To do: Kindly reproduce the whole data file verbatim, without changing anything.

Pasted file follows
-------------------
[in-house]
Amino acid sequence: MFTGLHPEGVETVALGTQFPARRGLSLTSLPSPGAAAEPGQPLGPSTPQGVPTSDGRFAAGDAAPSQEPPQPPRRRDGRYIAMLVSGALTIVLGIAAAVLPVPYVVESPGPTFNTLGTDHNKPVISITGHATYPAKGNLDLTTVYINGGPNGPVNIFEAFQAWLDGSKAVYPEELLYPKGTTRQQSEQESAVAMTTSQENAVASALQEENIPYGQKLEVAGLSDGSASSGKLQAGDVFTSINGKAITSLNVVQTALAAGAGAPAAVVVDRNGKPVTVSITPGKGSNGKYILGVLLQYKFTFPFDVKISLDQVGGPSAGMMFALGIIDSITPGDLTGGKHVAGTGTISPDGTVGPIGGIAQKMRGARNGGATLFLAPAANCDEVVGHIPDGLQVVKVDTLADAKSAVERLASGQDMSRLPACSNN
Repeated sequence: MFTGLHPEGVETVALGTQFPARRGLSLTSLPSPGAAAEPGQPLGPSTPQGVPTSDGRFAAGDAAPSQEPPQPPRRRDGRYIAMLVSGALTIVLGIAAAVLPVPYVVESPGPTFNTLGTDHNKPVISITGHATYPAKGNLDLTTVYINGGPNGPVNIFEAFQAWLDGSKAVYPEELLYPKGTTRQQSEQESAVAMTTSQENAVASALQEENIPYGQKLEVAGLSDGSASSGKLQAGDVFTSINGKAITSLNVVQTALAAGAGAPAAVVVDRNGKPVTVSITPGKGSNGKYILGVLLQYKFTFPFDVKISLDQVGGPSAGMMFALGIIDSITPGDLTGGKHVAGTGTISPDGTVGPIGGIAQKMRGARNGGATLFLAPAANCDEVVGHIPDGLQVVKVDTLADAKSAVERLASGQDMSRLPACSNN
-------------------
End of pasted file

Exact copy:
[in-house]
Amino acid sequence: MFTGLHPEGVETVALGTQFPARRGLSLTSLPSPGAAAEPGQPLGPSTPQGVPTSDGRFAAGDAAPSQEPPQPPRRRDGRYIAMLVSGALTIVLGIAAAVLPVPYVVESPGPTFNTLGTDHNKPVISITGHATYPAKGNLDLTTVYINGGPNGPVNIFEAFQAWLDGSKAVYPEELLYPKGTTRQQSEQESAVAMTTSQENAVASALQEENIPYGQKLEVAGLSDGSASSGKLQAGDVFTSINGKAITSLNVVQTALAAGAGAPAAVVVDRNGKPVTVSITPGKGSNGKYILGVLLQYKFTFPFDVKISLDQVGGPSAGMMFALGIIDSITPGDLTGGKHVAGTGTISPDGTVGPIGGIAQKMRGARNGGATLFLAPAANCDEVVGHIPDGLQVVKVDTLADAKSAVERLASGQDMSRLPACSNN
Repeated sequence: MFTGLHPEGVETVALGTQFPARRGLSLTSLPSPGAAAEPGQPLGPSTPQGVPTSDGRFAAGDAAPSQEPPQPPRRRDGRYIAMLVSGALTIVLGIAAAVLPVPYVVESPGPTFNTLGTDHNKPVISITGHATYPAKGNLDLTTVYINGGPNGPVNIFEAFQAWLDGSKAVYPEELLYPKGTTRQQSEQESAVAMTTSQENAVASALQEENIPYGQKLEVAGLSDGSASSGKLQAGDVFTSINGKAITSLNVVQTALAAGAGAPAAVVVDRNGKPVTVSITPGKGSNGKYILGVLLQYKFTFPFDVKISLDQVGGPSAGMMFALGIIDSITPGDLTGGKHVAGTGTISPDGTVGPIGGIAQKMRGARNGGATLFLAPAANCDEVVGHIPDGLQVVKVDTLADAKSAVERLASGQDMSRLPACSNN